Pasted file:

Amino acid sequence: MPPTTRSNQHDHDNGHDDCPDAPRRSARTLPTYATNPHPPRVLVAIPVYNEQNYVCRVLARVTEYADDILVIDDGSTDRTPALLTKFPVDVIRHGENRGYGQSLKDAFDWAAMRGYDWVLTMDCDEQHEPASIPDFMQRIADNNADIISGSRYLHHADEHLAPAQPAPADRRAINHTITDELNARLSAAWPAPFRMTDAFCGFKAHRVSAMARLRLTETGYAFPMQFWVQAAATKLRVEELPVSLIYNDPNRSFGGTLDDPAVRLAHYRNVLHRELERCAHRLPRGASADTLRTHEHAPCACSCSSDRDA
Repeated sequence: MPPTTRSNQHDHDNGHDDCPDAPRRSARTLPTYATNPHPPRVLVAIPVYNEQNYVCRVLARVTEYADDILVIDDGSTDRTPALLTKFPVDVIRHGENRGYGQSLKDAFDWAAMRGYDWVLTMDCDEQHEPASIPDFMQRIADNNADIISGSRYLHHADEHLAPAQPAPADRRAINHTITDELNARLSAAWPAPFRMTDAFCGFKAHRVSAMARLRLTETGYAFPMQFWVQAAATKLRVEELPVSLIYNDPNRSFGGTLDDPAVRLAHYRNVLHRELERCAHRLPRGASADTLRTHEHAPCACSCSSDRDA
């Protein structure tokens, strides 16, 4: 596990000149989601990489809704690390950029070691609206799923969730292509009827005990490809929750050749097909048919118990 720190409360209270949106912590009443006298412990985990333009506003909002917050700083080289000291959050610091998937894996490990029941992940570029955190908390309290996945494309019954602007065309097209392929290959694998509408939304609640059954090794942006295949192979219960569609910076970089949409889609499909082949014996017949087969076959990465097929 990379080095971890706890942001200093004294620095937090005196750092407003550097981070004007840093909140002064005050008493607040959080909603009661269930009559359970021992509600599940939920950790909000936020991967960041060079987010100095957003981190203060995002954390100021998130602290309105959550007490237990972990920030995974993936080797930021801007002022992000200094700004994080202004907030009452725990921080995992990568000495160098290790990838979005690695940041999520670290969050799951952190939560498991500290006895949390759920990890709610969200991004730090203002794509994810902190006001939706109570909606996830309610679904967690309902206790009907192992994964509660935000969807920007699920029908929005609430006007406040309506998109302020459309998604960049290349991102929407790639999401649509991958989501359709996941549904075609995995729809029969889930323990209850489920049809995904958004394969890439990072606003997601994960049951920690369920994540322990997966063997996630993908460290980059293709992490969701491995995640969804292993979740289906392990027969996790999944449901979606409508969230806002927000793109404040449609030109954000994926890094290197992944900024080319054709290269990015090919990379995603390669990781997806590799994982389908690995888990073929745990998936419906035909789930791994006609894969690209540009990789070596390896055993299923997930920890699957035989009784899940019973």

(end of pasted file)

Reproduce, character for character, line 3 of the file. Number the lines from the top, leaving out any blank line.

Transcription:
């Protein structure tokens, strides 16, 4: 596990000149989601990489809704690390950029070691609206799923969730292509009827005990490809929750050749097909048919118990 720190409360209270949106912590009443006298412990985990333009506003909002917050700083080289000291959050610091998937894996490990029941992940570029955190908390309290996945494309019954602007065309097209392929290959694998509408939304609640059954090794942006295949192979219960569609910076970089949409889609499909082949014996017949087969076959990465097929 990379080095971890706890942001200093004294620095937090005196750092407003550097981070004007840093909140002064005050008493607040959080909603009661269930009559359970021992509600599940939920950790909000936020991967960041060079987010100095957003981190203060995002954390100021998130602290309105959550007490237990972990920030995974993936080797930021801007002022992000200094700004994080202004907030009452725990921080995992990568000495160098290790990838979005690695940041999520670290969050799951952190939560498991500290006895949390759920990890709610969200991004730090203002794509994810902190006001939706109570909606996830309610679904967690309902206790009907192992994964509660935000969807920007699920029908929005609430006007406040309506998109302020459309998604960049290349991102929407790639999401649509991958989501359709996941549904075609995995729809029969889930323990209850489920049809995904958004394969890439990072606003997601994960049951920690369920994540322990997966063997996630993908460290980059293709992490969701491995995640969804292993979740289906392990027969996790999944449901979606409508969230806002927000793109404040449609030109954000994926890094290197992944900024080319054709290269990015090919990379995603390669990781997806590799994982389908690995888990073929745990998936419906035909789930791994006609894969690209540009990789070596390896055993299923997930920890699957035989009784899940019973």